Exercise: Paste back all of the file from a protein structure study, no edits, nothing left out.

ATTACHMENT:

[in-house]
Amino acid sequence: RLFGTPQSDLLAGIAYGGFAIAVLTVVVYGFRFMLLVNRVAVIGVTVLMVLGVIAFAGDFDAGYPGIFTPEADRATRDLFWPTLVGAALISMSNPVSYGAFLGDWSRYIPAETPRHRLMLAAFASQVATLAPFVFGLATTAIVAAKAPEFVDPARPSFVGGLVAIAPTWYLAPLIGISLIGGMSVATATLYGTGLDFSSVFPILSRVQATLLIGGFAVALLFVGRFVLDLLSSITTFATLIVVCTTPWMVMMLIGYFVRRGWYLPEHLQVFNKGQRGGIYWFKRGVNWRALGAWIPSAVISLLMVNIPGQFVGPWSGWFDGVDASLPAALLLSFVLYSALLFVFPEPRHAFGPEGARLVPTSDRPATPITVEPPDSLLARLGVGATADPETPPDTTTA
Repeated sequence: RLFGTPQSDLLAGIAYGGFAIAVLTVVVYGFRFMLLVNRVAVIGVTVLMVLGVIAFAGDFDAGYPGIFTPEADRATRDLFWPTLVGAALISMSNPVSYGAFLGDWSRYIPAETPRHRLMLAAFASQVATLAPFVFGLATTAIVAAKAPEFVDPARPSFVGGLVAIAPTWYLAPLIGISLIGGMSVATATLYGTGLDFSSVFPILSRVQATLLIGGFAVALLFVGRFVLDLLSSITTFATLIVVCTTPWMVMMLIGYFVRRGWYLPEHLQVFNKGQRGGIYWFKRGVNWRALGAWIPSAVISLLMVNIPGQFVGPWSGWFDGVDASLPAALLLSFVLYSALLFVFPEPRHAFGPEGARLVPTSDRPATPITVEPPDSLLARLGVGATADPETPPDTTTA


[in-house]
Amino acid sequence: RLFGTPQSDLLAGIAYGGFAIAVLTVVVYGFRFMLLVNRVAVIGVTVLMVLGVIAFAGDFDAGYPGIFTPEADRATRDLFWPTLVGAALISMSNPVSYGAFLGDWSRYIPAETPRHRLMLAAFASQVATLAPFVFGLATTAIVAAKAPEFVDPARPSFVGGLVAIAPTWYLAPLIGISLIGGMSVATATLYGTGLDFSSVFPILSRVQATLLIGGFAVALLFVGRFVLDLLSSITTFATLIVVCTTPWMVMMLIGYFVRRGWYLPEHLQVFNKGQRGGIYWFKRGVNWRALGAWIPSAVISLLMVNIPGQFVGPWSGWFDGVDASLPAALLLSFVLYSALLFVFPEPRHAFGPEGARLVPTSDRPATPITVEPPDSLLARLGVGATADPETPPDTTTA
Repeated sequence: RLFGTPQSDLLAGIAYGGFAIAVLTVVVYGFRFMLLVNRVAVIGVTVLMVLGVIAFAGDFDAGYPGIFTPEADRATRDLFWPTLVGAALISMSNPVSYGAFLGDWSRYIPAETPRHRLMLAAFASQVATLAPFVFGLATTAIVAAKAPEFVDPARPSFVGGLVAIAPTWYLAPLIGISLIGGMSVATATLYGTGLDFSSVFPILSRVQATLLIGGFAVALLFVGRFVLDLLSSITTFATLIVVCTTPWMVMMLIGYFVRRGWYLPEHLQVFNKGQRGGIYWFKRGVNWRALGAWIPSAVISLLMVNIPGQFVGPWSGWFDGVDASLPAALLLSFVLYSALLFVFPEPRHAFGPEGARLVPTSDRPATPITVEPPDSLLARLGVGATADPETPPDTTTA